Surviving (barely) a sushi-eating contest | Food Feature | Indy Week
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Surviving (barely) a sushi-eating contest 

I just ate the most expensive free meal in town. "You've just got to get it in your mouth by the time the clock hits zero, and then you have to swallow it," said Kanki restaurant manager Rick Stanford, coaching me on the 40 Pieces of Sushi in 40 Minutes Challenge. With that, he clutched a digital timer, peered at my plate and counted down the last few seconds.

Fighting my gag reflex, I shoved the remaining rice pellet into my mouth and chewed indefinitely, hoping for the grains to dissolve.

I should have known it would come to this.

Before competing, I had signed a three-page waiver and medical release form that stated in part: "Contestant acknowledges that there are risks of personal injury, illness and possible loss of life, and risks of damage to or loss of personal property, which may result from participating in this contest. Contestant voluntarily enters Kanki Japanese House of Steaks and Sushi Sushi Challenge and assumes all of these risks."

Once I knew the risks, then I had a strategy: Eat the biggest pieces first and the deep-fried pieces second. Leave the nigiri, the cleanest tasting and most enjoyable pieces, for last. And most critically, order ice water and hot green tea to alternate temperatures and coax the fish down the gullet.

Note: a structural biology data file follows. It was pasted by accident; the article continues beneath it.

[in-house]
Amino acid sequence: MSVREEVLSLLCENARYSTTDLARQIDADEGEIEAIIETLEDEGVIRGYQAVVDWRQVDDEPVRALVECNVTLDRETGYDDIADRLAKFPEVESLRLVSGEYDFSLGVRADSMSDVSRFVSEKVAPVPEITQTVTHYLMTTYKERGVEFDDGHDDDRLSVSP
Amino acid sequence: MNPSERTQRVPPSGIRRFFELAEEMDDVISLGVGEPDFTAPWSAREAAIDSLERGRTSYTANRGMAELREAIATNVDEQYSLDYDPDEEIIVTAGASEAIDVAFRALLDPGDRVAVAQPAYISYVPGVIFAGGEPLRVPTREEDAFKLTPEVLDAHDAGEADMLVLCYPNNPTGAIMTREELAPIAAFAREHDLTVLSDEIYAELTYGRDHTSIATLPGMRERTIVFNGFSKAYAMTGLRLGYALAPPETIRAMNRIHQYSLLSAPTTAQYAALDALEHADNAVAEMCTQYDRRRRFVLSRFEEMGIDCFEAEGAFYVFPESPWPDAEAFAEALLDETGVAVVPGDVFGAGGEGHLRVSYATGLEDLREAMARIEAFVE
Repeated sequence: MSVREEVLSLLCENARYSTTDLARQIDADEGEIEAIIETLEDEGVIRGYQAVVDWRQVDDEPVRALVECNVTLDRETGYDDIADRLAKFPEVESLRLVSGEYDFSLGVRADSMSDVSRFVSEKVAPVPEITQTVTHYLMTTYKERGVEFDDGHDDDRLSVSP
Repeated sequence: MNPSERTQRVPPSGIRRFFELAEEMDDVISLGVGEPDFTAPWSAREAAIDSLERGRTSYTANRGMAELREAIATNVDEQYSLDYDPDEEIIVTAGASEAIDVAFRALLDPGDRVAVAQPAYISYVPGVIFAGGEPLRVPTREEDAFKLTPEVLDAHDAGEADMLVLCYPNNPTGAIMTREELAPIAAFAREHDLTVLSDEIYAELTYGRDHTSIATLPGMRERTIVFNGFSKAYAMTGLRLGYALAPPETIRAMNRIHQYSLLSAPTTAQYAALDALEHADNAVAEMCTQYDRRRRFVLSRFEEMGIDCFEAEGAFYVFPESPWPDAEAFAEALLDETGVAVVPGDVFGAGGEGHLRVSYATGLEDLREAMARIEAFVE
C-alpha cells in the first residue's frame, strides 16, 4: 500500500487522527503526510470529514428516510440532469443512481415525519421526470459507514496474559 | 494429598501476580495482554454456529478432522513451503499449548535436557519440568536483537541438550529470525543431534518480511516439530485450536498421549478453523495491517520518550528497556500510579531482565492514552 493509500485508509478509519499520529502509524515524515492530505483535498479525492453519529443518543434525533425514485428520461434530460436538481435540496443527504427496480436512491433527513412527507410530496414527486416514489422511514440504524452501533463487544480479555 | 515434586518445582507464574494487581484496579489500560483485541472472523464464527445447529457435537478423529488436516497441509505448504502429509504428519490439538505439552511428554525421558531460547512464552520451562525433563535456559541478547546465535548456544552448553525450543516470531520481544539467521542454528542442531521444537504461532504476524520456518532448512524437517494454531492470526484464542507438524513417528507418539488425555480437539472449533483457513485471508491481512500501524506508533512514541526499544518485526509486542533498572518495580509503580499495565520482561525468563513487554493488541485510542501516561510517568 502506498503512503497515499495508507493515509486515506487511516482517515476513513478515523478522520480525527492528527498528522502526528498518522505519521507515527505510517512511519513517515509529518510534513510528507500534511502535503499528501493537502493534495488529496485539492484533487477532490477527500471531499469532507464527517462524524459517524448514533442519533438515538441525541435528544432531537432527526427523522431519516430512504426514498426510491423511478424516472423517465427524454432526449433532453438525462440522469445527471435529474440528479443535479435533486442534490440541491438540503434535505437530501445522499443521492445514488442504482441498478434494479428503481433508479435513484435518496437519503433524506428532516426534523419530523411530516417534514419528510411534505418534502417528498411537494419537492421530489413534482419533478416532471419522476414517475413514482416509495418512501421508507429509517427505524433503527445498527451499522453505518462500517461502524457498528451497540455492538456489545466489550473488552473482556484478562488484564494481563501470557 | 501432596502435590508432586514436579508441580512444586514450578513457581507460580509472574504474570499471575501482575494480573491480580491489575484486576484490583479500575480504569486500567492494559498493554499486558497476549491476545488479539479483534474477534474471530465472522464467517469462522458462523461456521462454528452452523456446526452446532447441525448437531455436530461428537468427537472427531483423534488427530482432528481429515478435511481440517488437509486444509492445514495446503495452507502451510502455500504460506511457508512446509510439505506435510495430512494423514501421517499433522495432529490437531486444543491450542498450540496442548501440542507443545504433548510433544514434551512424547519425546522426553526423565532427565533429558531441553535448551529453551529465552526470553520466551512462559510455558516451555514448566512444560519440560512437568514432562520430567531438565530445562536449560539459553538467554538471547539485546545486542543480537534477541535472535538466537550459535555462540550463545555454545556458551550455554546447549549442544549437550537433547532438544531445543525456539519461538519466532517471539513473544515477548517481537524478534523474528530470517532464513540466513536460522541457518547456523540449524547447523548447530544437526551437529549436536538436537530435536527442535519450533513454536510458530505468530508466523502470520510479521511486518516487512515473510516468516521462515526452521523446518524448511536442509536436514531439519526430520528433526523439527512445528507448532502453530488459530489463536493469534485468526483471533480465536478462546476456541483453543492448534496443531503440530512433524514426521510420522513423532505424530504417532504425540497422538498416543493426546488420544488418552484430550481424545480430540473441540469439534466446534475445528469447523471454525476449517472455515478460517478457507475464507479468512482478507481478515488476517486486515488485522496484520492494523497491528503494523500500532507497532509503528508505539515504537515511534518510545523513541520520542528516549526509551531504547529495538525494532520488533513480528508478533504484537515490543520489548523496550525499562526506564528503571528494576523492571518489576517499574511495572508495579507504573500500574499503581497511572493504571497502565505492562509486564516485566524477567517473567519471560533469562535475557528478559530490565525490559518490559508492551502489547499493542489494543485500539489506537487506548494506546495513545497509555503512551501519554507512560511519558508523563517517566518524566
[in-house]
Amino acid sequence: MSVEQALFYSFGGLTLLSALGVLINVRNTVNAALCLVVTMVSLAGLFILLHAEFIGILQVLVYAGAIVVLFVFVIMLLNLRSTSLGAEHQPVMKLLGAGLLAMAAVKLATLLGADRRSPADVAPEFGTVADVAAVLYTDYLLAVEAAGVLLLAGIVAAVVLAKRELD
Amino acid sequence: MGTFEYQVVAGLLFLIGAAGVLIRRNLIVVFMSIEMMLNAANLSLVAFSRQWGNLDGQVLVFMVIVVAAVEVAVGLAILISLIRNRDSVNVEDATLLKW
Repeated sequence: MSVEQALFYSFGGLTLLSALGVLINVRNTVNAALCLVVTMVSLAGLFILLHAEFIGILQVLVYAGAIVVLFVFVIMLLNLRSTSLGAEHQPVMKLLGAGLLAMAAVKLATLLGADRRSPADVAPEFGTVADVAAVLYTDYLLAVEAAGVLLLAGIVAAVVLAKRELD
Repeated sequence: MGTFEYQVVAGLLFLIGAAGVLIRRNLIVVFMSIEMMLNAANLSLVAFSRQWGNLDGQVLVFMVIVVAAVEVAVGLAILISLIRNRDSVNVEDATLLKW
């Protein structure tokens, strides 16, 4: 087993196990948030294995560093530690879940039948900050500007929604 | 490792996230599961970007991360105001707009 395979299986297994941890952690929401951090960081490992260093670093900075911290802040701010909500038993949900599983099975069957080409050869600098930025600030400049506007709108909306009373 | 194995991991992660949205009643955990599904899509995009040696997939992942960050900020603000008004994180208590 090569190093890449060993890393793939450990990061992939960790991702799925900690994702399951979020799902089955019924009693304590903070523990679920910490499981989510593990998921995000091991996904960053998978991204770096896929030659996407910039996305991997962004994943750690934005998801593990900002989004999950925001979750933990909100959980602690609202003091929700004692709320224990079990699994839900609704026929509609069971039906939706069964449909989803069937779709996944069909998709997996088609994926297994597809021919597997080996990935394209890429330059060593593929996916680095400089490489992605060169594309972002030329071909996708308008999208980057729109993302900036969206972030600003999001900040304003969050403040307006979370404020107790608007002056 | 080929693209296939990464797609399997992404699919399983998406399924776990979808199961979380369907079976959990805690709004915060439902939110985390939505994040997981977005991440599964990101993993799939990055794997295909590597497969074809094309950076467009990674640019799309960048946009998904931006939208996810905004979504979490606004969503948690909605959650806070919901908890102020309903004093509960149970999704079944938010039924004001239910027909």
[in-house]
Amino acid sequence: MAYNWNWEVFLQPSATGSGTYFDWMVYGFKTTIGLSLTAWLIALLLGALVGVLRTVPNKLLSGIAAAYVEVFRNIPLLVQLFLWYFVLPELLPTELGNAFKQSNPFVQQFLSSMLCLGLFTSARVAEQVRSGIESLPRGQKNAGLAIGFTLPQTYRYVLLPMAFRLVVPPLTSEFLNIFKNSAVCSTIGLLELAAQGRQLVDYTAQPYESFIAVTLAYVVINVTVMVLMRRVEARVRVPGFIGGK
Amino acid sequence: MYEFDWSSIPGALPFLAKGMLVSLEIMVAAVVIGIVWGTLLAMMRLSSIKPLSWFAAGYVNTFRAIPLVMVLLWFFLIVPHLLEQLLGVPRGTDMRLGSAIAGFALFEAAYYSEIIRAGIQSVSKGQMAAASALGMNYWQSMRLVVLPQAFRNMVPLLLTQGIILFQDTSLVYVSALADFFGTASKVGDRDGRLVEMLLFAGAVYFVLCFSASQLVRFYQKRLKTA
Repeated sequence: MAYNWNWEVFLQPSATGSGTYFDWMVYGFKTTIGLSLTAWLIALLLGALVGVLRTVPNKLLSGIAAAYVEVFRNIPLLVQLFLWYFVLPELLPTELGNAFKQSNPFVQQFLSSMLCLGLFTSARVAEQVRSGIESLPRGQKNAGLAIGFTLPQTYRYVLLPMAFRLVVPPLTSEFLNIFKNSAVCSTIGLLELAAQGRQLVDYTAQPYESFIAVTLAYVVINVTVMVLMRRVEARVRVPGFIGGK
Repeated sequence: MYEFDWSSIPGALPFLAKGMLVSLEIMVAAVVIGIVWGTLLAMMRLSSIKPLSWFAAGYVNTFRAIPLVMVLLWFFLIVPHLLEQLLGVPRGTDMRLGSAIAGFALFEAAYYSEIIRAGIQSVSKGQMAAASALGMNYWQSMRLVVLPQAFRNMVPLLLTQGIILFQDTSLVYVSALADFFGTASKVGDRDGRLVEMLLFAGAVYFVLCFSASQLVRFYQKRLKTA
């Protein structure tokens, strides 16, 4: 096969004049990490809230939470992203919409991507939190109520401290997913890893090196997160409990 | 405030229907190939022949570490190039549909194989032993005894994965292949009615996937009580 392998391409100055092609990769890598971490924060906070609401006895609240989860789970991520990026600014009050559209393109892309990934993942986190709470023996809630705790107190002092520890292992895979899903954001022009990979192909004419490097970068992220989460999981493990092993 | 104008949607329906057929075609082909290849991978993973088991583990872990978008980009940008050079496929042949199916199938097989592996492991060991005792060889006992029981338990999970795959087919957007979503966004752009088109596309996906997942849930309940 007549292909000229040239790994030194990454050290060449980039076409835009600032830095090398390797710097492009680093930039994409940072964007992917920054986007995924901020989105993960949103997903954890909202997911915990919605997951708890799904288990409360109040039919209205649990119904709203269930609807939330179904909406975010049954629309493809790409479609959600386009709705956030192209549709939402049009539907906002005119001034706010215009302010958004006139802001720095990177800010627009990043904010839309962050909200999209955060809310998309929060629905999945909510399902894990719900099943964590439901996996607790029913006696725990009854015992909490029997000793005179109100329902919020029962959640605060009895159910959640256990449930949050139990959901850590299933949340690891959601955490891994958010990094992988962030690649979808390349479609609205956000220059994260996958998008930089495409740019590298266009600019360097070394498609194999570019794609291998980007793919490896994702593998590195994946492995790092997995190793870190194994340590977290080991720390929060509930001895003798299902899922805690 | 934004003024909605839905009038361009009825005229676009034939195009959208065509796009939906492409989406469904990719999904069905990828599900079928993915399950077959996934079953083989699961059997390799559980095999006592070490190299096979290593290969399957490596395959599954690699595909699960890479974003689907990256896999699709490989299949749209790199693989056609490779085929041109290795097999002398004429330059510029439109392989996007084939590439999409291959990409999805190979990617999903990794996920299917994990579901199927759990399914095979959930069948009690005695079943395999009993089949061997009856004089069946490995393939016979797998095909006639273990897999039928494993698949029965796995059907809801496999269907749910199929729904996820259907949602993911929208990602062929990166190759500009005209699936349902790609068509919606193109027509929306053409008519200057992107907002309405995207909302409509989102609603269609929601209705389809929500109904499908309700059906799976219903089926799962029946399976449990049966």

Of the 10 people who attempted to conquer the sushi contest that night, only three prevailed, and two of them have the last name Schwartz.

My brother paced himself and finished with 15 minutes to spare. But a gentleman with a ballooning belly threw in the white napkin after 32 pieces and quickly declined a to-go box. He didn't want to hear the word sushi for a month, he said, let alone eat another piece.

A man seated at the bar opted to ignore his egg allergy and suck down the tamago (egg) nigiri when told no substitutions were allowed.

The meal costs $40 if you falter—failing to finish all 40 pieces in the time allotted, or, as the contest rules read, "vomiting or regurgitating during or immediately after the 40 minutes."

How soon is "immediately"? Moments after I completed swabbing the sushi boat deck, I ran to the bathroom and put my face in the sink. I looked up, sweaty and queasy, and thought, "This is the face of a sushi contest winner."

Lesson learned: A solo boat ride can cause seasickness, but a solo sushi boat attempt is far more offensive to the stomach.

So I emerged victorious, a highly relative term considering basic survival would qualify, and the meal was on the house. I also won a shirt emblazoned with "sushi freak" in hot pink, the color of choice for sushi gluttons, apparently. The other fish-filled phenom, to whom I wasn't related, lamented that he had to settle for a 2XL, the largest size, but it was still too snug.

"I guess I'll just have to wear it at the beach," he said.

The beach is the only place I plan on seeing raw fish for a while.

Correction (March 21, 2012): The print version of this story omitted "2 salmon nigiri" from the list of 40 pieces of sushi.

This article appeared in print with the headline "Bust a gut."

  • I should have known it would come to this.

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